Ex. Boar’s profile in the novel only states she tricked her sister out of being a participant; the anime adds more detail to the statement to become a significant backstory as seen in Ep 1.

    Fun fact is that Rabbit was never given a profile page in the novel, leaving his origins a mystery there. It’ll be interesting to see if the anime tries to give him a backstory.

    1. I would LOVE it if they gave some sort of backstory to Usagi in this. He’s not particularly a favourite of mine, but it’s a bit sad that all he has in the novel is a ‘details unknown’ in an empty box. Not even a real name. And honestly I’m just curious to see how he could have become the way he is now.

  2. Yeah, the twins are pretty awful people. Though, in contrast to Inonoshishi, whose actions I simply found downright horrifying, there’s a certain something about Dragon and Snake’s antics that kind of just leave me thinking ‘what the hell…?’ over the sheer ridiculousness of their particular kind of cruelty. I guess describing them as ‘edgy’ as you do is probably the right term for them.

    I honestly wish that this episode ended at the point where Show Spoiler ▼

    because honestly I feel like that would have made a great (and funny in another ‘what the hell…?’ kind of way) cliffhanger. Still, I guess that means all the crazy is reserved for the next episode though, which’ll be fun.

    Random sidenote, I’m not sure what you mean about you fanboying over coffee (start of the second paragraph). I might just be being dense but I have no idea what coffee has to do with anything here =P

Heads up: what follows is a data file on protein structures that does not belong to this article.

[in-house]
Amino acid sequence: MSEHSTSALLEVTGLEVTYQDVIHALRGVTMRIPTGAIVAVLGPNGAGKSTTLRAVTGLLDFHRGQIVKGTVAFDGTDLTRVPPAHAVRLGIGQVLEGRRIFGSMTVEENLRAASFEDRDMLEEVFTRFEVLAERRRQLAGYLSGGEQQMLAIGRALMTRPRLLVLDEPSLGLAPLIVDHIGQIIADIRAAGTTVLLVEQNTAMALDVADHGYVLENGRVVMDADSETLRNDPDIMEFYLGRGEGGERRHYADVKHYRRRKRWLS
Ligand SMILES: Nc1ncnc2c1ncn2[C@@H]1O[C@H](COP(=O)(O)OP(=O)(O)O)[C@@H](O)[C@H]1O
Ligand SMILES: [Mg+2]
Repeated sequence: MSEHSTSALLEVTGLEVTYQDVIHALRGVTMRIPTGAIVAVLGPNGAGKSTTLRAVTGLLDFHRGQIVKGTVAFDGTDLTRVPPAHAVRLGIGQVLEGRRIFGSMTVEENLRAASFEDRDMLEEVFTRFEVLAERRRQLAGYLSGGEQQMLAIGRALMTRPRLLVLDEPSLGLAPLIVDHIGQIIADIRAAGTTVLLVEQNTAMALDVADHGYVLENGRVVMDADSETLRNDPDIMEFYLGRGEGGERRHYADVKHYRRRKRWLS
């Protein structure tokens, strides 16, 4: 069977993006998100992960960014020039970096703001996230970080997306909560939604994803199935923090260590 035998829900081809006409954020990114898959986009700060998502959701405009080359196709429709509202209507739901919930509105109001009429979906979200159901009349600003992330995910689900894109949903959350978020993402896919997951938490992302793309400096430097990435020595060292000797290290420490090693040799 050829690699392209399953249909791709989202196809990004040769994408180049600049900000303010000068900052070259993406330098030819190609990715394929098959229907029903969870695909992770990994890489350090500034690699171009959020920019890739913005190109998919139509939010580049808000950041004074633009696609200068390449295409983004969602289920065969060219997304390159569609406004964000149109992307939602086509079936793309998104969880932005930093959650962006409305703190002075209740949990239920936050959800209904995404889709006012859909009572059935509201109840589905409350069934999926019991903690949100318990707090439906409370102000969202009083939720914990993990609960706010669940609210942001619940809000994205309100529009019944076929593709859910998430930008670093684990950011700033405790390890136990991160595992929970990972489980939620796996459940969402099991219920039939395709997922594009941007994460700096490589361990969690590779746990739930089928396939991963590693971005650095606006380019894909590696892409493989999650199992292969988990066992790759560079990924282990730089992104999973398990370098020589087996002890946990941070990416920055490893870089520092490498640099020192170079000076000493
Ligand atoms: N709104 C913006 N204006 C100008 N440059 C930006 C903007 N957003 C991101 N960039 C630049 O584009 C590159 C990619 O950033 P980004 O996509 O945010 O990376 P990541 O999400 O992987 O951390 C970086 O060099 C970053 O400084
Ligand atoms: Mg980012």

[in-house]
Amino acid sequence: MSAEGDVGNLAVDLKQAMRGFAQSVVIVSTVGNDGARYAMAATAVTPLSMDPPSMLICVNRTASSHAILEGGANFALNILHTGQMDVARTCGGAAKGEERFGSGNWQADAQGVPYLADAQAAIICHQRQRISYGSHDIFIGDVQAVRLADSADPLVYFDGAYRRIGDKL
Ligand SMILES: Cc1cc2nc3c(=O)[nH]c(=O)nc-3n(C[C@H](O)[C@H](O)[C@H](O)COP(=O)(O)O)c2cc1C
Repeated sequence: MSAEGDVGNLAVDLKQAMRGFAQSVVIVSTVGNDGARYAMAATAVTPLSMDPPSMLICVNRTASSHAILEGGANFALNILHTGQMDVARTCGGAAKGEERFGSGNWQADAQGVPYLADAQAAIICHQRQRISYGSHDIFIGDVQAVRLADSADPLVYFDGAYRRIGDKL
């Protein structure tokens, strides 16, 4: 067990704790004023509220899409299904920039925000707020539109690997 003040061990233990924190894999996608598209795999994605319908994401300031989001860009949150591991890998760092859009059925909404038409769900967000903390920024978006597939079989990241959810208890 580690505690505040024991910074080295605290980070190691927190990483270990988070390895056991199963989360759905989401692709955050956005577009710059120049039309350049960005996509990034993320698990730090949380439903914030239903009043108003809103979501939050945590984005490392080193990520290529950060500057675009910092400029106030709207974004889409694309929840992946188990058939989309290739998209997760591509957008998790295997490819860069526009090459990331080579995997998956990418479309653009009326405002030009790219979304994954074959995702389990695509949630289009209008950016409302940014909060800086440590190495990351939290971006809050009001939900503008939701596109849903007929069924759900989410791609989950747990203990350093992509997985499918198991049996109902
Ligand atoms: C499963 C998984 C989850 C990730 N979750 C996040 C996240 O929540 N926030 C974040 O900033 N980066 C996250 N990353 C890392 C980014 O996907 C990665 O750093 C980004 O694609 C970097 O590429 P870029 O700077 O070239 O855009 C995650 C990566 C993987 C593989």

1. Yeah, it was ridiculous how elaborate they got with their plans to steal from the wealthy AND play cruel pranks on the poor to take it out on both of them for laughs. That would’ve been quite the note to end the episode on.

      The coffee fanboy stuff was about the first paragraph where I ended it by comparing the storytelling with slow-drip coffee. It’s a method of cold-brewing coffee that’s gotten attention with the popularity of cold-brews. It produces a mellower cup that’s smooth and ideal for lighter roasts. I prefer bitter dark roasts, but recent trends are moving towards methods like slow-drip and pour-over for a cleaner cup of coffee with more citrus/berry notes.

  3. I suppose one could also look at the flashbacks as showing just how dark human nature can be, either with the warriors themselves and/or with others. Even Misaki’s flashback wasn’t spared with her ceasefire method only resulting in the third country getting annihilated. So even if Snake and Dragon were trying to help rather than doing it for shits and giggles, the results still would have been the same (primarily the one with the villagers quickly ending up fighting each other through greed over the money).

    1. Why are they the worst? To me they feel more like tragic heroes, resigning themselves to the shitty state of the world. They enjoy their little competition, but whenever they tried to create additional value i.e. make the poor to benefit from it as well, that always backfired.

      1. While I wouldn’t say they’re the worst, exactly, I’m not so sure they’re tragic heroes as such either. I agree they’re more or less resigned to the state of the world (both generally their world specifically, as Zodiac warriors), and certainly one of the points they make about general morals not necessarily being applicable to their world is, well, a good point. And since they can’t do anything about it, they just roll with it the ‘best’ way they can.